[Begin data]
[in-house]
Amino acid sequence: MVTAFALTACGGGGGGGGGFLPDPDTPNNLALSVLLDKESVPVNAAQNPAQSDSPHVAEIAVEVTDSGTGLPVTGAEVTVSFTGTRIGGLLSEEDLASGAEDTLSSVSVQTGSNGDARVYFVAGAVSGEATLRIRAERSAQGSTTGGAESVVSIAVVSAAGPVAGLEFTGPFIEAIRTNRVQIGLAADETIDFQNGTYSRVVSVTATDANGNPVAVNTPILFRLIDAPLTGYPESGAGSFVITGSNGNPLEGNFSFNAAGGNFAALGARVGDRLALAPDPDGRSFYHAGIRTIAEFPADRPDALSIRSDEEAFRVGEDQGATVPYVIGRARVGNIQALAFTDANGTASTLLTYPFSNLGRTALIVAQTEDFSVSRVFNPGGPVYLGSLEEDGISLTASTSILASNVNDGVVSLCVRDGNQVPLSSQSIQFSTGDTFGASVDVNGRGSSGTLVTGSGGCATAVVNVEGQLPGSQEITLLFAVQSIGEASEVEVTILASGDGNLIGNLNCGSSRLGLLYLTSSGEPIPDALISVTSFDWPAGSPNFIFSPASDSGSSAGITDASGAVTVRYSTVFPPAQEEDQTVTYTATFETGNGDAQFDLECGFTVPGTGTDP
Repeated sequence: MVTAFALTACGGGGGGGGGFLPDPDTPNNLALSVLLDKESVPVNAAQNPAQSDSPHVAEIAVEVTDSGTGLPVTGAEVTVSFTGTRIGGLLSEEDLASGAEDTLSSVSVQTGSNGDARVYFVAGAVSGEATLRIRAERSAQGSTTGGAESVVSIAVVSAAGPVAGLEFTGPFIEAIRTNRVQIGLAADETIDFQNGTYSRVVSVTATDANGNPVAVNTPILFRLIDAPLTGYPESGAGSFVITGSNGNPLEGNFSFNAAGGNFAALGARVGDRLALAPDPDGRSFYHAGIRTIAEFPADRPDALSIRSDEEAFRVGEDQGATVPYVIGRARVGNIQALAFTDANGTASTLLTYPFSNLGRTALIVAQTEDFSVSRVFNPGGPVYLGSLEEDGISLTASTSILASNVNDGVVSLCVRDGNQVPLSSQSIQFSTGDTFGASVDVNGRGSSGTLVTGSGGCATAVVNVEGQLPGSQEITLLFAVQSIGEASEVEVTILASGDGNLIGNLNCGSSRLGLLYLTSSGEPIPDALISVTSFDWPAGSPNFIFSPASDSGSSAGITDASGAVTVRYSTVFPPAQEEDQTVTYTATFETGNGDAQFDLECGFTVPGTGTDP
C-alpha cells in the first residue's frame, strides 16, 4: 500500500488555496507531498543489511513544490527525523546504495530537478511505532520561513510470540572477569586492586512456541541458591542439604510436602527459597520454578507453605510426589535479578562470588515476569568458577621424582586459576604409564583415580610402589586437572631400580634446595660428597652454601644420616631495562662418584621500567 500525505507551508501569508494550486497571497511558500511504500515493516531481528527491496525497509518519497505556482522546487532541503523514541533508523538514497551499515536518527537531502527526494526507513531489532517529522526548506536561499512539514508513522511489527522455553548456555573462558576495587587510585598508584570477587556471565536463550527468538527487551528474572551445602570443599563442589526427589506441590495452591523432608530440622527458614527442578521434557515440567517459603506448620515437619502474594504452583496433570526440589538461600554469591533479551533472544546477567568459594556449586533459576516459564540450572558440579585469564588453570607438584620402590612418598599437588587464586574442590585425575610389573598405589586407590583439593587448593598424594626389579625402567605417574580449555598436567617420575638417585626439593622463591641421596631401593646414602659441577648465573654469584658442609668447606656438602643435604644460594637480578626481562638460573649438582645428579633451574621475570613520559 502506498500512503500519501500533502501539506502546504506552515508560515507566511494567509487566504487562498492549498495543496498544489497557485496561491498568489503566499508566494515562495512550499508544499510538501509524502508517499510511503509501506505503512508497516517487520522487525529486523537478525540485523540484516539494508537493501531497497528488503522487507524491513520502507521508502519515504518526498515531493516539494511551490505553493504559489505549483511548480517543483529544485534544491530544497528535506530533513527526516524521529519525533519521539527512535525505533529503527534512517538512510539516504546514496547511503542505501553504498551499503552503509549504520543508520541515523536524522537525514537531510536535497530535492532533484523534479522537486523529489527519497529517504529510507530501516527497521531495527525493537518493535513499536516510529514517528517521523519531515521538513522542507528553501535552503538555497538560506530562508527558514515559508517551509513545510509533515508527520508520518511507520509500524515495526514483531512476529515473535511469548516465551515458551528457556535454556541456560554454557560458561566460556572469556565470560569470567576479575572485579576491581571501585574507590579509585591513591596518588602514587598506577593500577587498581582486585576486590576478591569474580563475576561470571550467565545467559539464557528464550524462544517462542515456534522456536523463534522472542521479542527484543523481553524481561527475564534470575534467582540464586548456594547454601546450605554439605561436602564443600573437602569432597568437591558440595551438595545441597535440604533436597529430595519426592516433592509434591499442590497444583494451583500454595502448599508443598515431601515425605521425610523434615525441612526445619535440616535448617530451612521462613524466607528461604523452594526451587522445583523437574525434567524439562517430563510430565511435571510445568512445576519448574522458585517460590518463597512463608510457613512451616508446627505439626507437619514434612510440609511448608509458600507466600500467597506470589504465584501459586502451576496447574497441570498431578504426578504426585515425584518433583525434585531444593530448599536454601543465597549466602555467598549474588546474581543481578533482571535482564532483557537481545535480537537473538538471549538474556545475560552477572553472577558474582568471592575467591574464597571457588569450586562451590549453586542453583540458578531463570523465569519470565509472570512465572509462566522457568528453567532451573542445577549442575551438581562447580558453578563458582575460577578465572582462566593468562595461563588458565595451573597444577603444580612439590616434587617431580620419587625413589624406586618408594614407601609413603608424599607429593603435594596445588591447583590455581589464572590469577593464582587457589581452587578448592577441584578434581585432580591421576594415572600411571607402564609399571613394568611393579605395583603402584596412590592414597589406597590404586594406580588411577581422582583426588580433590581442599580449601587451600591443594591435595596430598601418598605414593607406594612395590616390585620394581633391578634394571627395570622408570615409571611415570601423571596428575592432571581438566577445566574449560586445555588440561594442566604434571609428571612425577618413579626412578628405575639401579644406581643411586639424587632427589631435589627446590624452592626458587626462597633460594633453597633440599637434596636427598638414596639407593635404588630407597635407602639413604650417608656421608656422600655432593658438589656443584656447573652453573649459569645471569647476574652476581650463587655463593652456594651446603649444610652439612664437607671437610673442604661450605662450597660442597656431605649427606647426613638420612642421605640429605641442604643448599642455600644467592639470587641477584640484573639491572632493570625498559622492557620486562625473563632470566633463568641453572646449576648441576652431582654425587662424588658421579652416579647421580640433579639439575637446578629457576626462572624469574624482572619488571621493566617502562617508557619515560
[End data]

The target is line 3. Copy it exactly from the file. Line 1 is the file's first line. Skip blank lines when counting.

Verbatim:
Repeated sequence: MVTAFALTACGGGGGGGGGFLPDPDTPNNLALSVLLDKESVPVNAAQNPAQSDSPHVAEIAVEVTDSGTGLPVTGAEVTVSFTGTRIGGLLSEEDLASGAEDTLSSVSVQTGSNGDARVYFVAGAVSGEATLRIRAERSAQGSTTGGAESVVSIAVVSAAGPVAGLEFTGPFIEAIRTNRVQIGLAADETIDFQNGTYSRVVSVTATDANGNPVAVNTPILFRLIDAPLTGYPESGAGSFVITGSNGNPLEGNFSFNAAGGNFAALGARVGDRLALAPDPDGRSFYHAGIRTIAEFPADRPDALSIRSDEEAFRVGEDQGATVPYVIGRARVGNIQALAFTDANGTASTLLTYPFSNLGRTALIVAQTEDFSVSRVFNPGGPVYLGSLEEDGISLTASTSILASNVNDGVVSLCVRDGNQVPLSSQSIQFSTGDTFGASVDVNGRGSSGTLVTGSGGCATAVVNVEGQLPGSQEITLLFAVQSIGEASEVEVTILASGDGNLIGNLNCGSSRLGLLYLTSSGEPIPDALISVTSFDWPAGSPNFIFSPASDSGSSAGITDASGAVTVRYSTVFPPAQEEDQTVTYTATFETGNGDAQFDLECGFTVPGTGTDP